Bold Actions to Fight HIV/AIDS

The Obama administration is making important moves to step up the fight against HIV/AIDS here in the United States and around the world. Through bold actions and increased funding, it’s helping to reduce new HIV infections and move us closer to the AIDS-free generation it strives to create

Funding for medications

In a landmark speech on World AIDS Day, President Obama committed an additional $50 million in the next fiscal year to help pay for treatments at AIDS clinics and for the AIDS Drug Assistance Program (ADAP), the in-state programs that provide medications to people who can’t afford them. The new funding is made available through the Preventive Health Trust Fund.

The extra money for ADAP is critically important in this current economic climate. In some states, people’s names are put on long waiting lists to receive assistance for their life-saving medications. In fact, of the estimated 1.2 million people living with the disease in the United States, recent data from the U.S. Centers for Disease Control and Prevention (CDC) suggest that nearly three out of four lack proper care.

“The administration is listening to the needs of our community,” said Ernest Hopkins, director of legislative affairs at San Francisco AIDS Foundation. “The additional resources are the result of persistent community pressure on both the administration and the Congress to address the ADAP shortfalls. The president’s actions should signal to our community that his administration understands the important role of treatment access to both care and prevention outcomes.”

Recent studies show that when people receive early treatment for their HIV it enhances their overall health and makes them far less likely to pass the virus on to their sex partners.

Treatment as prevention

That’s why President Obama wants to make sure more people get the treatment they need as quickly as possible.

He is setting a goal to provide drug therapy to six million infected people worldwide by the end of 2013, up from less than four million right now. The goal includes increasing the number of infected pregnant women who receive drugs to prevent transmission to their newborns from 600,000 to 1.5 million.

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“Treatment as prevention works and San Francisco AIDS Foundation applauds President Obama because increased treatment means fewer new infections,” said foundation CEO Neil Giuliano. “We have always advocated that science should be our guide in fighting HIV/AIDS, and the president’s investment in treatment broadens a scientifically proven tool to stop the spread of the disease.”

Routine testing and early treatment, known as the “test and treat” model, was pioneered in San Francisco. The city’s department of public health was the first in the nation to recommend doctors offer drug therapy to people as soon as they test positive for HIV, instead of waiting until the virus begins to damage their immune systems.

Promoting gay rights

The Obama administration is also coupling science with strategic diplomacy to fight HIV/AIDS around the world.

This month Secretary of State Hillary Clinton announced the U.S. will use foreign assistance as well as diplomacy to promote the administration’s position that gay rights are fully equal to other basic human rights. It is a bold message to the entire world that the U.S. stands for equality for all people.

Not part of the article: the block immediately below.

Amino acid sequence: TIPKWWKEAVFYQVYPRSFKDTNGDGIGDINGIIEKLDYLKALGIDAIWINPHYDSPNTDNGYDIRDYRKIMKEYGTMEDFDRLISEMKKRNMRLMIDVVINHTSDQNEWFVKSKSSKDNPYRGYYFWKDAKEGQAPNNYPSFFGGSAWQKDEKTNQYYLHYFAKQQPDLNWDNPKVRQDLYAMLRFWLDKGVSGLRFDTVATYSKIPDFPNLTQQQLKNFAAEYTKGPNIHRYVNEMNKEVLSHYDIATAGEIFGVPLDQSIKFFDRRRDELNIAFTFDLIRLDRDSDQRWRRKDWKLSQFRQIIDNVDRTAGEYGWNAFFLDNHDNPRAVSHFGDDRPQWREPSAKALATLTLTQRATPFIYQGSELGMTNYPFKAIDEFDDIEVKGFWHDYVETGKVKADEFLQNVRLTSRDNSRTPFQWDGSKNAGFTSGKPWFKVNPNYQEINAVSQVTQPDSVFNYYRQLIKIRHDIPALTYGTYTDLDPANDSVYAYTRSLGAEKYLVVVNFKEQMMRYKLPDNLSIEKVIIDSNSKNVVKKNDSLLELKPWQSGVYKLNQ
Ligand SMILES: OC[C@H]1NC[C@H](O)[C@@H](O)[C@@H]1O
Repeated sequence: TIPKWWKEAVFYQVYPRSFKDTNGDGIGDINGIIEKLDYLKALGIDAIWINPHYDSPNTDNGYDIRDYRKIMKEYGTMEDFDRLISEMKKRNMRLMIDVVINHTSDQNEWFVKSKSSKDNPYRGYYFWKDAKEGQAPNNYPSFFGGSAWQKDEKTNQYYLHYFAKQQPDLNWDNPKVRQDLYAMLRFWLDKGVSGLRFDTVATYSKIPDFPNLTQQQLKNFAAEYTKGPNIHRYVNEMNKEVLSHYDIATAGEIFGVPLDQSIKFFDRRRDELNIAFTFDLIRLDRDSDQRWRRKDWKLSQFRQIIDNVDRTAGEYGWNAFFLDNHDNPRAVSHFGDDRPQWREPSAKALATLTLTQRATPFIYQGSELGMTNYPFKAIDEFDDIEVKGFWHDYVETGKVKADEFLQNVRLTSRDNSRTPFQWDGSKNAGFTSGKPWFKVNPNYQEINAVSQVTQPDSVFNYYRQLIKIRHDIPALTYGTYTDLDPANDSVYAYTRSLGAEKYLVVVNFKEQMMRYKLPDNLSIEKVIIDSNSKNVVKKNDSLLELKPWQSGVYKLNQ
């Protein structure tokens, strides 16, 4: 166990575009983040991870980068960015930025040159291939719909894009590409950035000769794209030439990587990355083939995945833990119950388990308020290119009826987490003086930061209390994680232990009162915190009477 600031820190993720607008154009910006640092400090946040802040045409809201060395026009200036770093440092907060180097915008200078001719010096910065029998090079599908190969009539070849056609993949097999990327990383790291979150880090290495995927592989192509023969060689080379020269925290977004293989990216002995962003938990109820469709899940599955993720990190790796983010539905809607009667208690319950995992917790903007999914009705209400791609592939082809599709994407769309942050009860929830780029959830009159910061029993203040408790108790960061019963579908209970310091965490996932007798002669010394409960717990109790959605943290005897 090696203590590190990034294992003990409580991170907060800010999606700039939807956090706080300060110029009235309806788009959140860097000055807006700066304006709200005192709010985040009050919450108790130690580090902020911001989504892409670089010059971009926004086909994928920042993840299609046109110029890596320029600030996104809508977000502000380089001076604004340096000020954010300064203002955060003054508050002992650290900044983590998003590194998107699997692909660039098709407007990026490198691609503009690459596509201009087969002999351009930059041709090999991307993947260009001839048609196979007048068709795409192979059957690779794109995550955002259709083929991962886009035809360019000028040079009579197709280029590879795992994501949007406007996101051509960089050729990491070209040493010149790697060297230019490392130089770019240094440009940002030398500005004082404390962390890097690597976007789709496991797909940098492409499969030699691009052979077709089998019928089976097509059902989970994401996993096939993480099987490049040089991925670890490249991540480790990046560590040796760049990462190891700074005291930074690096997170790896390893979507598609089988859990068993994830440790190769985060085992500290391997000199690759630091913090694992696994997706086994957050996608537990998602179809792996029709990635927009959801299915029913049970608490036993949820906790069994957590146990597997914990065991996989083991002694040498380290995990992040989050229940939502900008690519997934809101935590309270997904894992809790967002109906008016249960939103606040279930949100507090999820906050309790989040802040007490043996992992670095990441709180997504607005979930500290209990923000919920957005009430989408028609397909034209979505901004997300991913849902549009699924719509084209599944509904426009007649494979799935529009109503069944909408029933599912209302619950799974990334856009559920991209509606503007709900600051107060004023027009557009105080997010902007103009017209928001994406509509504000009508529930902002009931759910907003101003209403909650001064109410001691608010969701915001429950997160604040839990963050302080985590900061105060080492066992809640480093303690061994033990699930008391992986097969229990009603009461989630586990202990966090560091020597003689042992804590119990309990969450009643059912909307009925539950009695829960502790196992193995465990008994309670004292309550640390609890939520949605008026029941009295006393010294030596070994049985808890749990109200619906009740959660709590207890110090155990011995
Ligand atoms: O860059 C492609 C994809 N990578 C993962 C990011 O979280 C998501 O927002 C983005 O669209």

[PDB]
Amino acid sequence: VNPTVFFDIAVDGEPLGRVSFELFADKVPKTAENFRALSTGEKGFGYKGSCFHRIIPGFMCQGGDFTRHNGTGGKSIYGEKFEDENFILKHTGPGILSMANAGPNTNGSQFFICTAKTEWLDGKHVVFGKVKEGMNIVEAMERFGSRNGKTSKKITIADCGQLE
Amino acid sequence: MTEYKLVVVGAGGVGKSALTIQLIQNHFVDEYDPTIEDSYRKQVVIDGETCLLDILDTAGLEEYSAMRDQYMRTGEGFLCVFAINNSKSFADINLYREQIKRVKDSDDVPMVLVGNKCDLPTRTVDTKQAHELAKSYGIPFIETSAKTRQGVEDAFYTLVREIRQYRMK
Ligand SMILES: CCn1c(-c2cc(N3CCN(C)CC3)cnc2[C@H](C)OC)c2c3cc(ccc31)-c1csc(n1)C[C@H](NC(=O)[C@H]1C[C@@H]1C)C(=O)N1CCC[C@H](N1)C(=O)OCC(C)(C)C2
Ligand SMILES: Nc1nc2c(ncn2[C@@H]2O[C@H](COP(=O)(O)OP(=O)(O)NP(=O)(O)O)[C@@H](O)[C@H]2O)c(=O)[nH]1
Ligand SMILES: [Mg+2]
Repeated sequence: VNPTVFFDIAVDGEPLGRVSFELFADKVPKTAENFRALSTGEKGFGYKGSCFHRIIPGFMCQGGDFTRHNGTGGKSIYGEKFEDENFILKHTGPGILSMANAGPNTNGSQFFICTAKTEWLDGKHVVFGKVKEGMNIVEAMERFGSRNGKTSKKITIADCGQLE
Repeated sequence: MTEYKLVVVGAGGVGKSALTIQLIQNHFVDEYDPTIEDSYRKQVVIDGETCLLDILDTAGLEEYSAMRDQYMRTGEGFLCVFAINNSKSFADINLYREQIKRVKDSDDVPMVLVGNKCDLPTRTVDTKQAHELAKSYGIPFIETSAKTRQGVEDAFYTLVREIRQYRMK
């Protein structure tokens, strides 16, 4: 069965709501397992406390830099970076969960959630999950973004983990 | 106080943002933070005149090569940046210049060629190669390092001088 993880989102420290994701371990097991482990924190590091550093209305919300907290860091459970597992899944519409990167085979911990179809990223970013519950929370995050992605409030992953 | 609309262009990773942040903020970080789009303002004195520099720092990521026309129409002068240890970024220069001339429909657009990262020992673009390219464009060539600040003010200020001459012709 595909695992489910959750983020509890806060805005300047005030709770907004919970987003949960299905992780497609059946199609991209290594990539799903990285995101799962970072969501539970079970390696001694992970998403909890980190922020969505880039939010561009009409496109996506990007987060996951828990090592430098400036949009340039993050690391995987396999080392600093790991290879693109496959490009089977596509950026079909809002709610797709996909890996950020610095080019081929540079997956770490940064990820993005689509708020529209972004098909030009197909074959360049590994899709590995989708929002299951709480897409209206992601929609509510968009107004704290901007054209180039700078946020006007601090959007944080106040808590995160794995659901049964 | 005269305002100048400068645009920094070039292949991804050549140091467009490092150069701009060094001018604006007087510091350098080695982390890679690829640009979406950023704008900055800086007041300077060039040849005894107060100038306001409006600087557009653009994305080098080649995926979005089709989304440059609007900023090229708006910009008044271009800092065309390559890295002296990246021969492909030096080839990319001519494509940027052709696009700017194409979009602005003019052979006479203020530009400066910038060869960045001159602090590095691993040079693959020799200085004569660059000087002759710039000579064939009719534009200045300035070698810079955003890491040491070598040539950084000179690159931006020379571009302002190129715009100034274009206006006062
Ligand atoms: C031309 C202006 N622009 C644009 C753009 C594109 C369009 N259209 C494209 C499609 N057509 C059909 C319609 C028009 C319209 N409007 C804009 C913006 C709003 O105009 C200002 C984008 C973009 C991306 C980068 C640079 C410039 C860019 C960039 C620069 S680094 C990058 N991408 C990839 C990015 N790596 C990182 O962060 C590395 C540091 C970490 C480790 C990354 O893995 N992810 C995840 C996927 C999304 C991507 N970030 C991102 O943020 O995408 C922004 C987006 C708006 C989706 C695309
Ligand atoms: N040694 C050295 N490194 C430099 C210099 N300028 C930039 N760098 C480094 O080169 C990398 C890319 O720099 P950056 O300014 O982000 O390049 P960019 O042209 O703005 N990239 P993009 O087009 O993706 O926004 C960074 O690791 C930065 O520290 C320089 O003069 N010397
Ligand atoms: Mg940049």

"Gay rights are human rights, and human rights are gay rights," she said. "It should never be a crime to be gay."

Clinton’s speech and the administration’s stance on this issue are critically important. We know that stigma and homophobia are significant barriers to people getting tested for HIV, accessing treatment and care when they need it, and seeking support from other people living with the disease.

Gay men and other men who have sex with men (MSM), particularly men of color, bear the brunt of the HIV/AIDS pandemic. According to the Global Forum on MSM & HIV, only 39 percent of men worldwide report easy access to free condoms. Furthermore, large percentages of men say it’s difficult or impossible to access HIV testing (57 percent), HIV education materials (66 percent), and HIV treatment (70 percent).

By promoting LGBT rights and fighting discrimination and the criminalization of gay people, the Obama administration is helping to foster a global environment that will make it easier for people to know their HIV status and take care of their health.

“It cannot be understated: The actions by the administration will significantly help us in the fight against HIV/AIDS,” said Giuliano. “The research shows it, and it just makes common sense—when people are not allowed to express their sexuality without fear of violence or discrimination, they are not going to access the care they need or receive critical information about their sexual health.”

In his speech on World AIDS Day, President Obama said we can beat this disease but we have to remain steady and persistent. San Francisco AIDS Foundation could not agree more. That’s why we will continue to advocate at all levels of government to ensure our country makes wise investments and maintains the courage to end HIV/AIDS once and for all. As the president says, we have come so far and saved so many lives, we might as well finish this fight.

What do you think of the administration's new actions to fight HIV/AIDS? Is there anything else the president should be doing? The foundation has some of the best policy experts in the nation. Do you have any messages they should share with lawmakers at the city, state, or federal level?


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